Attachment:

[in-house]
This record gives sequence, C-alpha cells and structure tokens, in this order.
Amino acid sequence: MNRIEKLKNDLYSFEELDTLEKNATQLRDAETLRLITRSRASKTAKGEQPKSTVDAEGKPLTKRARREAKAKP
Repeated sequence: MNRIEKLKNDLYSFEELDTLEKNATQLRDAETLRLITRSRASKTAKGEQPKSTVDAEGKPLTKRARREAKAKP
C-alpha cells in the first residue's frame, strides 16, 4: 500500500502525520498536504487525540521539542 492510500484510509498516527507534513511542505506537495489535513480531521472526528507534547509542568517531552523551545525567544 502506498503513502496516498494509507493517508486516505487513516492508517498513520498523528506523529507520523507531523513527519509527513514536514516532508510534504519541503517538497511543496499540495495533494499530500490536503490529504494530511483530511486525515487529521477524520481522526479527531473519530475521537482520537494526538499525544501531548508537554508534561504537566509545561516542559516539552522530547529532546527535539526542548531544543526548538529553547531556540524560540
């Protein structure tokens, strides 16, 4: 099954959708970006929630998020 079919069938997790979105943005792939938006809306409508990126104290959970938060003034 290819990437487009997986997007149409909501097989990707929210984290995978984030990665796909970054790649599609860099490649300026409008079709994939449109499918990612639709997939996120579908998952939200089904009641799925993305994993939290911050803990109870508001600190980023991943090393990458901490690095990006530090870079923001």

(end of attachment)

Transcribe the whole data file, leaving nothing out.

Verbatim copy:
[in-house]
This record gives sequence, C-alpha cells and structure tokens, in this order.
Amino acid sequence: MNRIEKLKNDLYSFEELDTLEKNATQLRDAETLRLITRSRASKTAKGEQPKSTVDAEGKPLTKRARREAKAKP
Repeated sequence: MNRIEKLKNDLYSFEELDTLEKNATQLRDAETLRLITRSRASKTAKGEQPKSTVDAEGKPLTKRARREAKAKP
C-alpha cells in the first residue's frame, strides 16, 4: 500500500502525520498536504487525540521539542 492510500484510509498516527507534513511542505506537495489535513480531521472526528507534547509542568517531552523551545525567544 502506498503513502496516498494509507493517508486516505487513516492508517498513520498523528506523529507520523507531523513527519509527513514536514516532508510534504519541503517538497511543496499540495495533494499530500490536503490529504494530511483530511486525515487529521477524520481522526479527531473519530475521537482520537494526538499525544501531548508537554508534561504537566509545561516542559516539552522530547529532546527535539526542548531544543526548538529553547531556540524560540
């Protein structure tokens, strides 16, 4: 099954959708970006929630998020 079919069938997790979105943005792939938006809306409508990126104290959970938060003034 290819990437487009997986997007149409909501097989990707929210984290995978984030990665796909970054790649599609860099490649300026409008079709994939449109499918990612639709997939996120579908998952939200089904009641799925993305994993939290911050803990109870508001600190980023991943090393990458901490690095990006530090870079923001």